You're probably right about a lot of things, and should be proud of that. At the same time, though, I ask you to internalize one very powerful concept:
Something that is core to your belief about the world is wrong. I don't know what it is; it's likely different for every person. But it is wrong.
That is probably uncomfortable to think about. It should be. It would be a bad sign if it wasn't uncomfortable. But it is still the case.
And you know what? That's OK. Or rather, it can be OK, because being wrong is the first step toward being right.
How do you make it OK? By accepting that you can still be you even if your sense of you changes in the face of new information. In particular, there are a couple of simple, but not easy, concepts for you to apply.
Consider something you believe. Now ask yourself, what evidence would it take to convince you that you're wrong about it? Under what circumstances would you be willing to conclude that you're wrong, and adjust your view accordingly? Write it down if you have to, and make sure it's something actually reasonable and in theory possible. Now find that evidence. Keep an eye out for it as you research a topic. Look for that contradicting evidence, actively. Maybe it's there, maybe it's not. If not, then maybe you're right on that one. But if you cannot think of what would convince you that you're wrong... then your belief is not rational but based on blind faith. And that is almost certainly wrong.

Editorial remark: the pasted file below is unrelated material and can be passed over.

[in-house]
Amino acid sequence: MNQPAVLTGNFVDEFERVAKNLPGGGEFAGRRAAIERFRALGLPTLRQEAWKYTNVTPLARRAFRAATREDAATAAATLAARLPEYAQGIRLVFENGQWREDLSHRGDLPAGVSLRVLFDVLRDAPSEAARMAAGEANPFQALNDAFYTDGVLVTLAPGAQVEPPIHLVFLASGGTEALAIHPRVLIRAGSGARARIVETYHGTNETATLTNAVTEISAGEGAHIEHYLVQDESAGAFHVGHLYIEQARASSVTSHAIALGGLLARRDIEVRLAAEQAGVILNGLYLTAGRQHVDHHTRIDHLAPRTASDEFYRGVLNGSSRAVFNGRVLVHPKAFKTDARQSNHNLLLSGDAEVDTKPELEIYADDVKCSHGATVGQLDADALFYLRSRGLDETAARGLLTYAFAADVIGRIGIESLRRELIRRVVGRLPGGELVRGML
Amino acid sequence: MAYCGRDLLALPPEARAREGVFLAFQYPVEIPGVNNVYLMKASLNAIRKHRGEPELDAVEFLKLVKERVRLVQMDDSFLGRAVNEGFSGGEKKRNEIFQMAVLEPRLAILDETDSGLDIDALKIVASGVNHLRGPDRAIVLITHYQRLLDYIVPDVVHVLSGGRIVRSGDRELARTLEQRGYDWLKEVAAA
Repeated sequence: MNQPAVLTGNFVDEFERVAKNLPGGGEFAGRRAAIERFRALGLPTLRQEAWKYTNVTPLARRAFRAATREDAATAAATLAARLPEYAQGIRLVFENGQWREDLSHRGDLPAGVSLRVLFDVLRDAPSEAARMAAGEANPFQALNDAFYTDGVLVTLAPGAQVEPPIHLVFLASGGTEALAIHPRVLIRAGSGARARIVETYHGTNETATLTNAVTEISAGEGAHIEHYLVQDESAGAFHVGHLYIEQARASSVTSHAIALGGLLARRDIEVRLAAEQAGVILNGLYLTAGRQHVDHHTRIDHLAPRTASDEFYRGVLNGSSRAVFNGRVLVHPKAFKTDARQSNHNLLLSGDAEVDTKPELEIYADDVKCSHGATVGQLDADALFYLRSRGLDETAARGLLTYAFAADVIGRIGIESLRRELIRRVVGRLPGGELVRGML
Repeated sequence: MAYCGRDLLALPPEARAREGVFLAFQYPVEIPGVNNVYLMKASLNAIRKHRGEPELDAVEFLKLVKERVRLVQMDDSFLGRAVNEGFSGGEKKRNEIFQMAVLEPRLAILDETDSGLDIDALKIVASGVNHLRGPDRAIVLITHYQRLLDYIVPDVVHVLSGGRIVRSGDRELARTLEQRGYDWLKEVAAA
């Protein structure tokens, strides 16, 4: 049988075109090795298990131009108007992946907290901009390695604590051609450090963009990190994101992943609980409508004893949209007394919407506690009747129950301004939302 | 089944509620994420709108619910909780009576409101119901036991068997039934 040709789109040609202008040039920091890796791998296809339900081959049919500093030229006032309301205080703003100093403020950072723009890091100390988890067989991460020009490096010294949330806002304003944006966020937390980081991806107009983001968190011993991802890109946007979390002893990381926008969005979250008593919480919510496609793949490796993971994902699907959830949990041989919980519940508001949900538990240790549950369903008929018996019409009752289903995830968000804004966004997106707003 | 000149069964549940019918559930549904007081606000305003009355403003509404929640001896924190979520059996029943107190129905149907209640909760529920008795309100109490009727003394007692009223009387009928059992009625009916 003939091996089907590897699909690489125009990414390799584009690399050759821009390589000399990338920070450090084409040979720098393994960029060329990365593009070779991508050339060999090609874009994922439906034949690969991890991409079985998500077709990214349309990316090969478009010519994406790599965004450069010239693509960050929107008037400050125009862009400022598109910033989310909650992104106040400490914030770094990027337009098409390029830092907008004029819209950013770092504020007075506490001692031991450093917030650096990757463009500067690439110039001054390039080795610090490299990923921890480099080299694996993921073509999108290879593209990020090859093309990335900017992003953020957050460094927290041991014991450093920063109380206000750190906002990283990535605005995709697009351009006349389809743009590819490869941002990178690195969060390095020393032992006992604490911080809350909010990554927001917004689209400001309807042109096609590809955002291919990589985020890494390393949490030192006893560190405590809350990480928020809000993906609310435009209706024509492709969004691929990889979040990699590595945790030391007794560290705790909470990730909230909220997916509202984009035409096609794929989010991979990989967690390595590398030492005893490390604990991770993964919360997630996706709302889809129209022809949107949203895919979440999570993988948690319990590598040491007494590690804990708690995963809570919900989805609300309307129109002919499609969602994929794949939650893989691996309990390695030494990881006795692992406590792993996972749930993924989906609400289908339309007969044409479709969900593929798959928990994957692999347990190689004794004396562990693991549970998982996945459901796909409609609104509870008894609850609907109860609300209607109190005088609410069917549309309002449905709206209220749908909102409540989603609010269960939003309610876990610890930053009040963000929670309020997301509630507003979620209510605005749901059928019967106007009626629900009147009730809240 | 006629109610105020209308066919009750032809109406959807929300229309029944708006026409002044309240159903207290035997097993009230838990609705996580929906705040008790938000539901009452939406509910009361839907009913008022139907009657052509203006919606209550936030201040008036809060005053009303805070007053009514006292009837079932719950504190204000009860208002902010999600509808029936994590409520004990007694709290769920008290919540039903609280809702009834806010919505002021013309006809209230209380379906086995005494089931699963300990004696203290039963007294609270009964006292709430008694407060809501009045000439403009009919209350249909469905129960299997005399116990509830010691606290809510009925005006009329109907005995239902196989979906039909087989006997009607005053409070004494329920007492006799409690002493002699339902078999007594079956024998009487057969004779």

Give yourself permission to be wrong. Being wrong about something, big or small, doesn't make you a bad person. Admitting you were wrong, both to yourself and others, is a sign of strength, not weakness. But you have to then adapt to be right. Being wrong about something, and knowing it, and still proceeding as if it were true isn't strength or consistency or pride... it's hypocrisy and cowardice. And those are almost always wrong.